- If a fire starts inside the oven, keep the door closed and turn off the oven
Maintain gas, electric, and heating systems
After kitchen fires, NFPA found that significant causes of home fires were heating equipment (14%) and electrical distribution and lighting equipment (10%). Properly maintaining these systems is essential to prevent emergencies.
Licensed and qualified technicians should inspect heating and electrical systems before you buy a house. HVAC and gas systems should be serviced regularly according to manufacturer instructions. Again, electrical wiring and gas systems are not DIY projects. Always hire licensed, bonded, and insured tradespeople for this work. You could save a buck hiring fly-by-night workers or doing it yourself, but it's not worth the long-term risk or a chance of electrocution, gas leaks, or equipment damage.
3. Making a fire escape plan
Every family needs a fire escape plan. Just like your kids have fire drills at school, you should create an evacuation plan and routinely practice drilling it at home. Here’s how:
Step 1: Know where to go
In an effective escape plan, everyone knows where to go and how to get there. To plan a fire escape route, first designate a family meeting place far enough away to be safe from smoke and fire but close enough for everyone to reach quickly. Good examples are a mailbox by the street or a neighbor's porch.
Second, make a plan for everyone to reach that meeting place. Every family member should know how to get there from anywhere in the house—a simple thing for adults but more difficult for younger children. It’s also best to have two escape routes planned for every room in case one path is blocked by fire. For example, if you can’t use the door, escape through the window. If that window is on a higher floor, escape ladders should be bought and stored in advance.
It’s quick and easy to map out fire escape routes and a meeting place over dinner—and the kids might even enjoy it. As a family, draw a floor plan of your house showing every door and window, and don’t forget the basement. In each room, label two ways out.
Step 2: Choose a fire captain
Every family member who can evacuate should know how to get themselves out independently. But some residents—babies, young children, the elderly, and pets—can’t save themselves easily. A fire captain is in charge of helping these people or animals get out safely. Make sure your kids know who the fire captain is, and also be sure to designate a substitute captain in case the primary person isn’t home or is overcome by smoke.
Step 3: Review fire safety basics
Do you remember the fire safety basics you probably learned in kindergarten? Make sure to review them with your family. Emphasize the following rules:
- Before going through a door, feel it with the back of your hand. If it’s hot to the touch, don’t open it!
- Stay low and crawl to get below smoke where it’s easier to breath
- “Stop, drop, and roll” if clothing catches fire
- No one should go back inside a burning building
Step 5: Practice fire drills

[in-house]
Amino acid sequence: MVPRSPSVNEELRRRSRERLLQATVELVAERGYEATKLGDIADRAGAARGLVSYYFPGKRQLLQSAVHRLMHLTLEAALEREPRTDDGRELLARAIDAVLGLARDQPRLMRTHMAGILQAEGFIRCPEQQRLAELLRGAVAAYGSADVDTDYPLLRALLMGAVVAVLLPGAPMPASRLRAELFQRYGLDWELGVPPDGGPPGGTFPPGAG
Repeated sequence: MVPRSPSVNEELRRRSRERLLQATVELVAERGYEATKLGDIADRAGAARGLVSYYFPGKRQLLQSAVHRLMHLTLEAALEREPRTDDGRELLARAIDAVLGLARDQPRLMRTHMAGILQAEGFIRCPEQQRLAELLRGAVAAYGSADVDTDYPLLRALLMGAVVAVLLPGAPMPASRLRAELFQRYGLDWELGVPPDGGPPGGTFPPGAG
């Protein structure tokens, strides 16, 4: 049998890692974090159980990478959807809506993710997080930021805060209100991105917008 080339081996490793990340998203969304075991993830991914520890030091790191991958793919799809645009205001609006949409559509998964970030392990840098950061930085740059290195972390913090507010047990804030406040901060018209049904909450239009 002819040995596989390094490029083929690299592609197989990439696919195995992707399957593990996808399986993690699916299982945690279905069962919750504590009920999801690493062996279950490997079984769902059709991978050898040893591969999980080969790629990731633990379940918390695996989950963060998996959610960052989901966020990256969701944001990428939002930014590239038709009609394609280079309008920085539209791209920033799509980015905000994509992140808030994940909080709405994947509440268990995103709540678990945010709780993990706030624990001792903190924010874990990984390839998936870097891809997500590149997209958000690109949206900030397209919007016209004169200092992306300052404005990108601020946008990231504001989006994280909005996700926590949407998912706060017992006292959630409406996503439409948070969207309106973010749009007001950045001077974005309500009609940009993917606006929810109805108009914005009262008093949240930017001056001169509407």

Your kids have fire drills at school regularly—and you should practice a fire escape plan at home, too. After you’ve quizzed your children on the escape routes and meeting place, it’s time to run through the strategy.
Have the kids wait in their bedrooms for the drill to begin. One adult will be in charge of sounding the alarm and starting the fire drill. Another adult might be required to help those who need it, such as children under age six.
Press the “test” button on the smoke detector to sound the alarm and start a timer. At this point, everyone should proceed to the family meeting spot, remembering to stay low and practice testing doors for heat.
Stop the timer when everyone reaches the meeting spot. If the drill took two minutes or less, congratulate your family and consider it a success. If it took longer, keep practicing until everyone is there in under two minutes.
4. Active home fire protection measures—fire extinguishers and fire blankets
In certain situations, you can fight a fire instead of running by using a fire extinguisher or fire blanket. But you should only try to tackle a fire on your own if it’s safe to do so. Ask yourself these questions outlined by the U.S. Fire Administration:
- Has someone raised the alarm so others know about the fire?
- If necessary, has someone called the fire department?
- Is the fire small and contained (such as in a wastebasket)?
- Am I safe from smoke and fumes?
- Do I have an escape route?
- Am I physically able to use the fire extinguisher?
If you can answer yes to all these questions, you can fight the fire. To use a fire extinguisher, remember the acronym PASS:
- Pull the pin
- Aim low at the base of the fire
- Squeeze the lever slowly and smoothly
- Sweep the nozzle from side-to-side
Of course, this requires having easy, quick access to a fire extinguisher. Every home should have at least one small ABC fire extinguisher. As a general-purpose firefighting tool, an ABC is rated for ordinary combustibles (trash, wood, etc.), flammable liquids (like paint and gasoline but not cooking grease), and electrical equipment fires.
For grease fires in the kitchen, you’ll need a special K-type fire extinguisher. Read more about different types of fire extinguishers and their placement in our previous blog.
Fire blankets are valuable alternatives to fire extinguishers in some cases. You can use them to smother small fires (including grease fires in the kitchen) or clothing fires, using the blanket to supplement “stop, drop, and roll.” Additionally, a fire blanket can provide some protection for people as they escape.
Watch this video for more information on how to use a fire blanket:
House fires can be devastating, but preparation can prevent the worst outcomes
Home fires take hundreds of lives every year and can cause hundreds of thousands of dollars in property damage per incident. Fortunately, you can prepare yourself and your family to minimize the risk, safely escape, and quickly recover:
- Make sure your important documents and insurance are ready for an emergency
- Maintain your smoke detectors
- Be safe in the kitchen
- Ensure heating, gas, and electrical systems are in good condition
- Invest in fire extinguishers or fire blankets—and learn how to use them
- Make a fire evacuation plan and practice it!
To protect your family and home, plan ahead and have the right tools on hand.